Rio Tinto’s results have just been released and underlying earnings were $US9.3 billion, a beat on market expectations.
The company is also planning a $US2 billion share buyback and will increase its dividend by 12% to $US2.15 per share.
Analysts were expecting underlying earnings of $USUS8.9 billion.
Here are the numbers:
The big miner has been cutting costs, increasing ore output, pulling back on capital spending and cutting debt.
A strengthening US dollar and cheaper oil prices helped bottom line.
Rio CEO Sam Walsh said: “Last year, we made a clear commitment to materially increase cash returns to our shareholders. We have delivered this today through a 12% increase in our full year dividend and a proposed $US2 billion share buy-back. These represent a total cash return to shareholders, in respect of 2014, of almost $US6 billion.”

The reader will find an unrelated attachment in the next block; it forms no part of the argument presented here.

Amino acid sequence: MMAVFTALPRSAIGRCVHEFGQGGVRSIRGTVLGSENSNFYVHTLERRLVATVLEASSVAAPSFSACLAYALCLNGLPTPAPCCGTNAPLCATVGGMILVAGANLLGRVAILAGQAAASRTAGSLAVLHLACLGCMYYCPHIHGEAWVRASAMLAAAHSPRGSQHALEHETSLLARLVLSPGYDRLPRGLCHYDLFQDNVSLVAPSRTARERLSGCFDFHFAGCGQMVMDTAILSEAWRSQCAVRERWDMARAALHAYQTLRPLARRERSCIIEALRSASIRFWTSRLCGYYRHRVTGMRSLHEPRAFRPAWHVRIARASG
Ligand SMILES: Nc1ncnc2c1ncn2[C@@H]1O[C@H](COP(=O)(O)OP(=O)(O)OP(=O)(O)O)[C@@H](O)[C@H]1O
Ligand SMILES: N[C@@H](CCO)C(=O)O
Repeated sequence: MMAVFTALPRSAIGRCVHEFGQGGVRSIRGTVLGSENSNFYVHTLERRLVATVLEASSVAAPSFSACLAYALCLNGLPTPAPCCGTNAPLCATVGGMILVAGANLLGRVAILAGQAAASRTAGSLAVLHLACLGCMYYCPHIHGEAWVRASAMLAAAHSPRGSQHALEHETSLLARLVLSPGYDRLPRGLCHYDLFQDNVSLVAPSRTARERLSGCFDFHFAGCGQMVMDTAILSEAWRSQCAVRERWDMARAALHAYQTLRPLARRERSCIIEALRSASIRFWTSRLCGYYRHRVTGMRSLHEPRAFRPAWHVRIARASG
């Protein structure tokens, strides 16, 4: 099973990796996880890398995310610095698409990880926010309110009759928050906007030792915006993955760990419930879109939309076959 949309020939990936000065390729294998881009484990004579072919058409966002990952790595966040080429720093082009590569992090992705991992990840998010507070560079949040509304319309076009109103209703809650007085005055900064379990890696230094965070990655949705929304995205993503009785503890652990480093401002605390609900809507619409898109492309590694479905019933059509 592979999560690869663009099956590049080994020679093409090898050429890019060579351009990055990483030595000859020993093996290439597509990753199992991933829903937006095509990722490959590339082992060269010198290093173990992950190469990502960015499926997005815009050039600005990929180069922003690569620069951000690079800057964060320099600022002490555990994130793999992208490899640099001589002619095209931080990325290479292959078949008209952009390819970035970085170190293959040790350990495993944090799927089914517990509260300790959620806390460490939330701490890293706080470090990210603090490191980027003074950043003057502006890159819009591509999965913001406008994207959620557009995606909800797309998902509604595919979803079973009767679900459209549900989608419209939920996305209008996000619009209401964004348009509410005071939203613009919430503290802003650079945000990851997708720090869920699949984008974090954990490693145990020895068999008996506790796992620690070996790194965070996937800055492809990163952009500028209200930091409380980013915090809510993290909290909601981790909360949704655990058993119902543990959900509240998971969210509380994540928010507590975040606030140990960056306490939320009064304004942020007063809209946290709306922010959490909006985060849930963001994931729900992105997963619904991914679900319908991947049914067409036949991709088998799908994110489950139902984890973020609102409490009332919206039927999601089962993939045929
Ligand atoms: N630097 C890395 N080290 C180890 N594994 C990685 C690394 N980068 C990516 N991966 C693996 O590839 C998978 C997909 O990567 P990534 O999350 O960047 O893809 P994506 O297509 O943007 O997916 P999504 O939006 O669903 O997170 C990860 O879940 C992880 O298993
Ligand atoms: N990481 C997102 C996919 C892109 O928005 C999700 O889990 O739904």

Operating in a lower cost commodity environment — the price of iron ore fell by almost half throughout 2014 — Walsh said the company has continued to increase volumes and reduce costs. The miner has reduced its net debt level by $US5.6 billion to $US12.5 billion.
“With lower commodity prices and uncertain global economic trends, the operating environment remains tough,” Walsh said.
The company is expecting a further $US750 million in cash cost improvements and expects capital expenditure (capex, the amount of money a commodity company invest in developing new projects) will fall to less than $US7 billion before the year is out.
Capex is expected to remain flat at $US7 billion for the next few years.
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